The conclusion was strong, I felt, leaving a lot of place to a following book while concluding this chapter of Bryn’s story. I loved the characters surrounding her and I can’t wait to see what Trial by Fire will bring for them!...more
Reading Iron Kissed almost two years after reading the first two books of the series, I will admit I had a bit of difficulty getting into it. It was aReading Iron Kissed almost two years after reading the first two books of the series, I will admit I had a bit of difficulty getting into it. It was a bit of work – from my memory, but also from internet research – to remember important aspects of the setting or secondary characters. Once I was past that though, I was quickly hooked to the story.
Again, I admired Mercy as a character. She is both strong and generous, ready to make sacrifices to help and save the ones close to her. I always enjoy characters who take a bit more time to think about their actions, which doesn’t mean that Mercy isn’t sometimes impulsive, or that her thought process slows the narration’s pace.
As for the plot, it got my interest really quick and I couldn’t predict where it would go. There are so many characters, and so many aspects of Briggs’ world left to discover, that the book very often surprised me with a new element. Not exactly twists, but information or details that opened new possibilities.
I had been warned about the ending by other readers. It was said to be strong and emotional and, indeed, it was. There is no “saved by the bell” for Mercy, and I’m kind of scared of what this means for the following books : how can you drag a character through such terrifying events and have her go on with her life? Not because people don’t do it in real life, but because Mercy’s universe is a romantic, fantastic universe, where the focus has been on romance and danger for 3 novels. She can’t be forced into romance mode or adventure mode too fast. It’s though to handle, but I am confidant in Briggs’ writing.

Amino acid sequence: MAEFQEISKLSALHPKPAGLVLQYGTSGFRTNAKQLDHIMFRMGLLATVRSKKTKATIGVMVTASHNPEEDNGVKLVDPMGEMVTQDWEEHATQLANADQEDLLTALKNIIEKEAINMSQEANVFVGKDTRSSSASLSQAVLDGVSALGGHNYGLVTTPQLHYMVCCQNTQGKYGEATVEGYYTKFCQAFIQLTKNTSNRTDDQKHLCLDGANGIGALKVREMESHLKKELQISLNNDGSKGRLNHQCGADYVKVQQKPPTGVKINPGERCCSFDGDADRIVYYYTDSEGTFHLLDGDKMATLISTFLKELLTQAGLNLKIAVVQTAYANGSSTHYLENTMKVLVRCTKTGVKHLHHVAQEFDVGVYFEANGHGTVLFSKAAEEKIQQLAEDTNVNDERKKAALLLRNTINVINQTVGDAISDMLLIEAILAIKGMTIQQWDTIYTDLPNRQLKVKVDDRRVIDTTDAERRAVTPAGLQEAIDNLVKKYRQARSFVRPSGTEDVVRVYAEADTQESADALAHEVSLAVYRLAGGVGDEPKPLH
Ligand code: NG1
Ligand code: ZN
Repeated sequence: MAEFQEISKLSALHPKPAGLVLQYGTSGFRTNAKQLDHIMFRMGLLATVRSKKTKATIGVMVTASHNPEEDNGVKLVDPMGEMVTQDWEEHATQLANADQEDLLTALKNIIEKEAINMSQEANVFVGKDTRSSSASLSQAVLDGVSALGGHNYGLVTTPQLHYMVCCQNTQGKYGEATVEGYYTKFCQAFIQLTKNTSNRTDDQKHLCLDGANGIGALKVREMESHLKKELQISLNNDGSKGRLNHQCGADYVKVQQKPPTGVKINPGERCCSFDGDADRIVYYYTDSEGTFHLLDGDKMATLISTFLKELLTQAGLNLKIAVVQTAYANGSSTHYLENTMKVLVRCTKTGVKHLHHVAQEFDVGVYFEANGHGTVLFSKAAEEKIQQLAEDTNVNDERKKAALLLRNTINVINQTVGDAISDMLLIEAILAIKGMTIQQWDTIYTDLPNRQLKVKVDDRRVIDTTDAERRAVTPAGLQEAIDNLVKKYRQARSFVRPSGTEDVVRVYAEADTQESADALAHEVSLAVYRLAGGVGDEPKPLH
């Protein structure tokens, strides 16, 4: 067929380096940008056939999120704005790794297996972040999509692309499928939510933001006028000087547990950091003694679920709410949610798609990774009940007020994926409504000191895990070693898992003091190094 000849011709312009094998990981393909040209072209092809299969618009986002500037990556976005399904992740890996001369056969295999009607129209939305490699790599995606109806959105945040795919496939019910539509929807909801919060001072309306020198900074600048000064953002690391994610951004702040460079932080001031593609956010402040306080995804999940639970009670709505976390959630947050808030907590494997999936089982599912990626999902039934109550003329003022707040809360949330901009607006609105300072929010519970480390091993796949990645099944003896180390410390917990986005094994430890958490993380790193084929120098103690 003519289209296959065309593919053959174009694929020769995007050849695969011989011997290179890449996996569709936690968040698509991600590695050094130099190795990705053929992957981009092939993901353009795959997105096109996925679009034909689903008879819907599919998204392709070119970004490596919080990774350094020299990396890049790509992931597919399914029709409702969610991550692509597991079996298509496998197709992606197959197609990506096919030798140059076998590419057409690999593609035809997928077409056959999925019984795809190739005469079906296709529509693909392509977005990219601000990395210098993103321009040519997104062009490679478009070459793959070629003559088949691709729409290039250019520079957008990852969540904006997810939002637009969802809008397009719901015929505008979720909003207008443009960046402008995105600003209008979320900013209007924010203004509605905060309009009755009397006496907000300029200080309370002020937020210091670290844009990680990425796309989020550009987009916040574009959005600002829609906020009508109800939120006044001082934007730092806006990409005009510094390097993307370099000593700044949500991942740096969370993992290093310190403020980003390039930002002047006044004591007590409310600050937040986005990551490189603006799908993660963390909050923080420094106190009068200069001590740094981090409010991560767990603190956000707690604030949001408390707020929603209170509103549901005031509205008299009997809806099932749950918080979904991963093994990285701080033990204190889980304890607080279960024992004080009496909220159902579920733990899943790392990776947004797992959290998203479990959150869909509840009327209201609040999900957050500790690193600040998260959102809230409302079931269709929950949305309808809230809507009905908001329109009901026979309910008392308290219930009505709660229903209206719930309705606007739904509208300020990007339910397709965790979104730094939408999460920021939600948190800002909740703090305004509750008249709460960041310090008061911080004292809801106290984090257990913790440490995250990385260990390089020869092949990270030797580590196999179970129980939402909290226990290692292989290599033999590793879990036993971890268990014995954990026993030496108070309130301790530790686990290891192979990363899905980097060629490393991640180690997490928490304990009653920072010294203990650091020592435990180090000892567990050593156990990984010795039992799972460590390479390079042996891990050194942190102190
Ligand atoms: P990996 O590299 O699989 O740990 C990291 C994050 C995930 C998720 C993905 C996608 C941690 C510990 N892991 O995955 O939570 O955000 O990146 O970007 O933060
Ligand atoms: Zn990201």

On a final note, I am really glad (and frankly, surprised that it arrived this fast!) that Mercy finally picked between Samuel and Adam. I won’t tell you who she chose, but I will say I was happy with her decision. Not only for who she picked, but for how she came to this decision.
All in all, I liked Iron Kissed and I feel like the series is growing stronger with every new book. I am looking forward to reading Bone Crossed - hopefully, not two years from now!...more
You know what happens if you take a big glass of tasty fresh orange juice, and add a glass of water to it? Well you don't get more tasty fresh orangeYou know what happens if you take a big glass of tasty fresh orange juice, and add a glass of water to it? Well you don't get more tasty fresh orange juice : instead, you get an orangy flat water that reminds you of the awesome juice you had some day.
In other words : I still enjoyed the characters, it was a fun ride, but it felt like a tired version of what I had loved so much in the first three books. Not bad, but far from great....more
Die for Me surprised me pleasantly. From the synopsis it sounds like pretty much any other paranormal romance currently on the YA market. And in part,Die for Me surprised me pleasantly. From the synopsis it sounds like pretty much any other paranormal romance currently on the YA market. And in part, it is : there’s a paranormal creature, love at almost first sight, a mystery. But somehow, Amy Plus took the formula and made it a fresh, surprising story.